Some seasonal-appropriate offerings:  

  • alcohol (mead or honey wine, barley liquor, and golden wines work nicely)
  • honey or maple syrup (raw honey with pollen is more potent)
  • grain (barley, cracked wheat, oats, a prepared bowl of oatmeal or a sheaf of grain)
  • late harvest fruits (such as apples or persimmons)
  • bread or baked goods
  • incense (masculine and earthy, can be slightly sweet; cedar and piñon work well)
  • beeswax candles
  • yellow flowers (chrysanthemums, late roses or sunflowers)
  • a "corn dolly", wheat weaving or wreath (golden ribbons are excellent)

Offerings that you've grown or made yourself work best; if you can't grow flowers, potted ones that you can plant later are appreciated. To dedicate an offering, you can simply place it on an altar or private place outdoors and say, "I dedicate this offering of [x] to [x]."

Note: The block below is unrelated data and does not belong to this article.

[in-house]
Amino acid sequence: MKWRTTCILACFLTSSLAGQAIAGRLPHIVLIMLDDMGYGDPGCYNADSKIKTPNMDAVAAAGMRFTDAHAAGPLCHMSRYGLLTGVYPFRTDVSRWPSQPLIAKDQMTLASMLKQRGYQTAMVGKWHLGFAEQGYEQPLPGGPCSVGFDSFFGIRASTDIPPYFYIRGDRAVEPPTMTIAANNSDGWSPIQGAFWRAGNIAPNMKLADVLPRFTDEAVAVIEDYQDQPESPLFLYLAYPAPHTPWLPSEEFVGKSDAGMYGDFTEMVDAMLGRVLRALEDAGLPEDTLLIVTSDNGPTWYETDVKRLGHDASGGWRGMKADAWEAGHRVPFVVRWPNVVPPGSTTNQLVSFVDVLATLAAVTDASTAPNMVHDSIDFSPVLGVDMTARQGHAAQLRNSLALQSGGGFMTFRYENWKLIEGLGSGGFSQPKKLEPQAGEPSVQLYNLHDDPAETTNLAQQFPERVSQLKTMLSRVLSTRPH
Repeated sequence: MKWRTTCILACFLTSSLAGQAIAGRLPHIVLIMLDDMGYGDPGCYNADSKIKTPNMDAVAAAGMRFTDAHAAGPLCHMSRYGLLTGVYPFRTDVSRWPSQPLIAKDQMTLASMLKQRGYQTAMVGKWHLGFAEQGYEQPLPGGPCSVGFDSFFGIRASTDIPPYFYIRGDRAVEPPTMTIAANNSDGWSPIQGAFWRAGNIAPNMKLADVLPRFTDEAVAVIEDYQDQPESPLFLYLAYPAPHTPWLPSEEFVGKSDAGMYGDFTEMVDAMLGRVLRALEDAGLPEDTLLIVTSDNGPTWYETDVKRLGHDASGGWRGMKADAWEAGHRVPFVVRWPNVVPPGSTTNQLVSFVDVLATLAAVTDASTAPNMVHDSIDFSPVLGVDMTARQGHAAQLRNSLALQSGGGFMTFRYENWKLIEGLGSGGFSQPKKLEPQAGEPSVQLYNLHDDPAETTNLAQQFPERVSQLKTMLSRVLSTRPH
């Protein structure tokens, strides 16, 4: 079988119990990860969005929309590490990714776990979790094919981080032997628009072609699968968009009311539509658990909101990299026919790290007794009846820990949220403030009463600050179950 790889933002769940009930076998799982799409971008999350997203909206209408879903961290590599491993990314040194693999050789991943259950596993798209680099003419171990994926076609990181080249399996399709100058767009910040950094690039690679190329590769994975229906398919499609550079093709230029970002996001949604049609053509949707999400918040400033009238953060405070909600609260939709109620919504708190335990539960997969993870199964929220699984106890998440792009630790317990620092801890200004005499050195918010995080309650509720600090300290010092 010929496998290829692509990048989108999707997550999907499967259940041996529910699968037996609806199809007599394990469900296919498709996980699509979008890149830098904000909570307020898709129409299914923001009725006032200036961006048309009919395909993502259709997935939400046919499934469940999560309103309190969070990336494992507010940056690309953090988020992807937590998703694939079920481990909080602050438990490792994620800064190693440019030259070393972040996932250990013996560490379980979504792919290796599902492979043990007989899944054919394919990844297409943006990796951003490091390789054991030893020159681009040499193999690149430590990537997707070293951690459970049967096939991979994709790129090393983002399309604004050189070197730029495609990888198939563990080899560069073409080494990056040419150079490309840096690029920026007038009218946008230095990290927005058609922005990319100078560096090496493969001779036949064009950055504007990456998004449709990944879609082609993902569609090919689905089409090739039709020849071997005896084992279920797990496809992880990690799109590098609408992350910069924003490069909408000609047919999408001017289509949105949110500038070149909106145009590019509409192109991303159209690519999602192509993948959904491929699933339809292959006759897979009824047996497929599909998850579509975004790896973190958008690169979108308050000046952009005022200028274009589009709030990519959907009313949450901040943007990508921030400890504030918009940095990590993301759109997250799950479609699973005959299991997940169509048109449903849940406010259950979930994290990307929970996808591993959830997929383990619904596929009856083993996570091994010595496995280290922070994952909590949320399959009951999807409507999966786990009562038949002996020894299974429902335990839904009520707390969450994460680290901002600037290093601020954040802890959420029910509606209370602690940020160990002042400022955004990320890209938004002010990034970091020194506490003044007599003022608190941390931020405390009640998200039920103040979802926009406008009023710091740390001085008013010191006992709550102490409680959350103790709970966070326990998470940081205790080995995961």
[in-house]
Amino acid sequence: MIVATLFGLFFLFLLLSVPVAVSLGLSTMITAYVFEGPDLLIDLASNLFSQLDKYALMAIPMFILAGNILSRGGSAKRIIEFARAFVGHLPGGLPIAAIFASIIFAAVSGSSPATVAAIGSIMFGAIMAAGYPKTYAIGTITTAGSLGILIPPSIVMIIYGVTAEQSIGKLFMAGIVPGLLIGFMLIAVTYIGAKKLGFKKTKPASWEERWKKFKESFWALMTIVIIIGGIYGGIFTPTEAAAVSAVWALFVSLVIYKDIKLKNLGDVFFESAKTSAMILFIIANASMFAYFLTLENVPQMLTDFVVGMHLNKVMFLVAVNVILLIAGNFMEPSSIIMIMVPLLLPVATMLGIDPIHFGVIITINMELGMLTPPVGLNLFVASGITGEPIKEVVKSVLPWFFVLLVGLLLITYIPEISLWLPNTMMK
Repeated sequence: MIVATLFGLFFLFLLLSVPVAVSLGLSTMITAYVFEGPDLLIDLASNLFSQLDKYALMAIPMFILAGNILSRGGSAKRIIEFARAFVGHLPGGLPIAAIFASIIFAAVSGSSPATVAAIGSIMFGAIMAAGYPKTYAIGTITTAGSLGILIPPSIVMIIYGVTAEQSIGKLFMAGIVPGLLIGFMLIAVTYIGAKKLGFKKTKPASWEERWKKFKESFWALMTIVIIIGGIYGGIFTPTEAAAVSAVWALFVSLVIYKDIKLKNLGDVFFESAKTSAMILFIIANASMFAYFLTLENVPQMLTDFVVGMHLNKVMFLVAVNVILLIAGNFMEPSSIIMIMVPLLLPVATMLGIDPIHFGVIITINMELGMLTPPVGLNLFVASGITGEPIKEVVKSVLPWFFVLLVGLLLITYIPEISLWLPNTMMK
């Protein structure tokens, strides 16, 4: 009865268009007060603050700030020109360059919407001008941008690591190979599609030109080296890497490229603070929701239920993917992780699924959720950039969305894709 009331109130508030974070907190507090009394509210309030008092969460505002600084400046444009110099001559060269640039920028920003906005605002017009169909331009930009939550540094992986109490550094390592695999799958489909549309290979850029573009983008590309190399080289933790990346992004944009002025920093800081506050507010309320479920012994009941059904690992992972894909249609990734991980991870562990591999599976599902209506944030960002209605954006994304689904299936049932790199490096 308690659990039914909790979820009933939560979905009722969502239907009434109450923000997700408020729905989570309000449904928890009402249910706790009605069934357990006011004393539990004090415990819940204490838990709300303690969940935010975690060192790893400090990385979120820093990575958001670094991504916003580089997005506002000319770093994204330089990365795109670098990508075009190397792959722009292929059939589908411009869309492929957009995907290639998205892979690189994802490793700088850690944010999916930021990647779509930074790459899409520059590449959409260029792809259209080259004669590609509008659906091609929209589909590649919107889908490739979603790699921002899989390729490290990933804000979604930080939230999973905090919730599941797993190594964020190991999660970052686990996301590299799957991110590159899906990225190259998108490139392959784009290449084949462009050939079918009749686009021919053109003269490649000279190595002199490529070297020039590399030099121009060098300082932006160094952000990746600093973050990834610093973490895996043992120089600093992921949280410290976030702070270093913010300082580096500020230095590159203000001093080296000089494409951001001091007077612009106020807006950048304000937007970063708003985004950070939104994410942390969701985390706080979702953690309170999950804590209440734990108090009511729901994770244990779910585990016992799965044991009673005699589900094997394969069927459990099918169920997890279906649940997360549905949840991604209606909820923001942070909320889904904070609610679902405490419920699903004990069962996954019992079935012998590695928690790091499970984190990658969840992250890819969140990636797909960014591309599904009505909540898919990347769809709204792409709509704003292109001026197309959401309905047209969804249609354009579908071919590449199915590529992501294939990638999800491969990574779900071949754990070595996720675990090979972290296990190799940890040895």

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Posted by on in Paths Blogs
Give a moment to our Military Dead

Today, heading to school, I caught a glimpse of the most heart-stopping sky: it was a sea of roiling clouds, a dark cantata of a dozen shades of grey, spewing forth streams of silver reminding me, as I shivered in the chill air, surrounded by the riotous crimsons and golds of leaves in their death throws, that the time of the Wild Hunt is upon us. 

With November comes the cold, the first promise of winter. With November comes Odin, for to many of us who venerate Him, this is His month, and with Odin comes the Wild Hunt. With November also comes Veterans Day and hard on the heels of the ancestor festivals of late October, it's a good reminder to take a moment to honor our military dead.